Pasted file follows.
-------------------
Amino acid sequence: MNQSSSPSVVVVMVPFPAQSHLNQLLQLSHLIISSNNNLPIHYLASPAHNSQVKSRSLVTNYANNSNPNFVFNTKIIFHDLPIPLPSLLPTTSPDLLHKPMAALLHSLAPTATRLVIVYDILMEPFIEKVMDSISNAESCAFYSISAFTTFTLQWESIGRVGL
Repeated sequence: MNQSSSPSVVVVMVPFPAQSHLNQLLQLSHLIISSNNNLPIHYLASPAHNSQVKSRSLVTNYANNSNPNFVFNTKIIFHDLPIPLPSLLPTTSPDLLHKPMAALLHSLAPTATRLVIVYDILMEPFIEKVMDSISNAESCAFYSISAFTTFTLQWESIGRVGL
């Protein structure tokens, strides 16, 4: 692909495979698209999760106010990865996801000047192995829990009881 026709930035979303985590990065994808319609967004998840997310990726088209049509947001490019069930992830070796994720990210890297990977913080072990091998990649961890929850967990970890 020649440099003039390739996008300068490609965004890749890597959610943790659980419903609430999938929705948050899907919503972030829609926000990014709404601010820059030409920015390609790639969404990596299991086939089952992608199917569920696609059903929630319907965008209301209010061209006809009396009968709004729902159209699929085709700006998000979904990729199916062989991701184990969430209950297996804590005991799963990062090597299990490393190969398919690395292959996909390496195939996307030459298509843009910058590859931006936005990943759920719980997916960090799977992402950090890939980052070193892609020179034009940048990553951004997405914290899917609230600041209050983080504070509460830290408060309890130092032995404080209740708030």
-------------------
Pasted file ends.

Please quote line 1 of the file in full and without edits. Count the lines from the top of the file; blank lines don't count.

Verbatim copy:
Amino acid sequence: MNQSSSPSVVVVMVPFPAQSHLNQLLQLSHLIISSNNNLPIHYLASPAHNSQVKSRSLVTNYANNSNPNFVFNTKIIFHDLPIPLPSLLPTTSPDLLHKPMAALLHSLAPTATRLVIVYDILMEPFIEKVMDSISNAESCAFYSISAFTTFTLQWESIGRVGL